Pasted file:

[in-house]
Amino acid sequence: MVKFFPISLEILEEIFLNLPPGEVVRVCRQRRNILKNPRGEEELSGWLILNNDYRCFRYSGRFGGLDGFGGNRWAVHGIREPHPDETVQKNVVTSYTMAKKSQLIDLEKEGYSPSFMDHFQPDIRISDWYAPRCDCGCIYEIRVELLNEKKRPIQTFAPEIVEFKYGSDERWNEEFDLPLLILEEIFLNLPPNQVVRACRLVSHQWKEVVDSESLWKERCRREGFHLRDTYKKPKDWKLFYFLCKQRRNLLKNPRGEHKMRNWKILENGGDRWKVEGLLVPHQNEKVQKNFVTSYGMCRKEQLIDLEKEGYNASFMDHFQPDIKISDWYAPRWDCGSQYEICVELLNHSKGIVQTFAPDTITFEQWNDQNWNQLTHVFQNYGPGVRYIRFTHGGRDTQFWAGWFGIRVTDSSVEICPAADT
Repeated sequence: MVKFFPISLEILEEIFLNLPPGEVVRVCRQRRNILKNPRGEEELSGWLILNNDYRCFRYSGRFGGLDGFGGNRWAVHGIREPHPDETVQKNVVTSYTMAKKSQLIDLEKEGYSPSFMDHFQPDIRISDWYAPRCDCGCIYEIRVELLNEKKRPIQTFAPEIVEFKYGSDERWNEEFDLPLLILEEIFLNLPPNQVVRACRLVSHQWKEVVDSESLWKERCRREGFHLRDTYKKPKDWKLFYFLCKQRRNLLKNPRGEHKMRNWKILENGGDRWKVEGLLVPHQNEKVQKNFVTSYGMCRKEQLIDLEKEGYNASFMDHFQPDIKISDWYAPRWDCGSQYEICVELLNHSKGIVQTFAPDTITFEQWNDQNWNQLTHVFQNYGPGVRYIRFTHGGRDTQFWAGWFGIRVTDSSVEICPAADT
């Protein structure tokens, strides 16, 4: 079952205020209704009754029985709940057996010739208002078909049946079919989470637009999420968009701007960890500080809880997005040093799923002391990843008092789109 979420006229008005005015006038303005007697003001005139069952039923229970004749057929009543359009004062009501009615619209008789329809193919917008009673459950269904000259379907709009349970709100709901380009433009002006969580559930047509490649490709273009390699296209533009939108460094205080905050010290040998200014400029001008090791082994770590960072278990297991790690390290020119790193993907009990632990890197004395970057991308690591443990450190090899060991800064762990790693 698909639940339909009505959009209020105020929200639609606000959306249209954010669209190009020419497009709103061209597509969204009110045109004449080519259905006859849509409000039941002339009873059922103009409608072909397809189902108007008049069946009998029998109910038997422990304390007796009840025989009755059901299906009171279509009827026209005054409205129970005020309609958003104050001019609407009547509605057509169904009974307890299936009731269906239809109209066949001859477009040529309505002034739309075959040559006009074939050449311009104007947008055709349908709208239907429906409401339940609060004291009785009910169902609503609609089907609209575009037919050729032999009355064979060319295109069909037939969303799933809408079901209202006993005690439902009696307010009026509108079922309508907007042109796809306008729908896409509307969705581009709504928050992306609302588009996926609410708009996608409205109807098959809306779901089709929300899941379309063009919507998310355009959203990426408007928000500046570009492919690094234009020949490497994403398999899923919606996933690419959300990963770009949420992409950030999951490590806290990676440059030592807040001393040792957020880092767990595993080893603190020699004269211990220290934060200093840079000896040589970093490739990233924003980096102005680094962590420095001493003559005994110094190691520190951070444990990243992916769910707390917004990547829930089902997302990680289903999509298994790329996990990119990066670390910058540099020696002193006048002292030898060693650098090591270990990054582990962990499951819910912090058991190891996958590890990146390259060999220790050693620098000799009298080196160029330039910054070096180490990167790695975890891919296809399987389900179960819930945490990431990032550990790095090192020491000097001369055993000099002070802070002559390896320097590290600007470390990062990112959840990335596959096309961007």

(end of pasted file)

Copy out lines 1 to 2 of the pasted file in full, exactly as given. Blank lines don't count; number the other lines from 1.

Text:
[in-house]
Amino acid sequence: MVKFFPISLEILEEIFLNLPPGEVVRVCRQRRNILKNPRGEEELSGWLILNNDYRCFRYSGRFGGLDGFGGNRWAVHGIREPHPDETVQKNVVTSYTMAKKSQLIDLEKEGYSPSFMDHFQPDIRISDWYAPRCDCGCIYEIRVELLNEKKRPIQTFAPEIVEFKYGSDERWNEEFDLPLLILEEIFLNLPPNQVVRACRLVSHQWKEVVDSESLWKERCRREGFHLRDTYKKPKDWKLFYFLCKQRRNLLKNPRGEHKMRNWKILENGGDRWKVEGLLVPHQNEKVQKNFVTSYGMCRKEQLIDLEKEGYNASFMDHFQPDIKISDWYAPRWDCGSQYEICVELLNHSKGIVQTFAPDTITFEQWNDQNWNQLTHVFQNYGPGVRYIRFTHGGRDTQFWAGWFGIRVTDSSVEICPAADT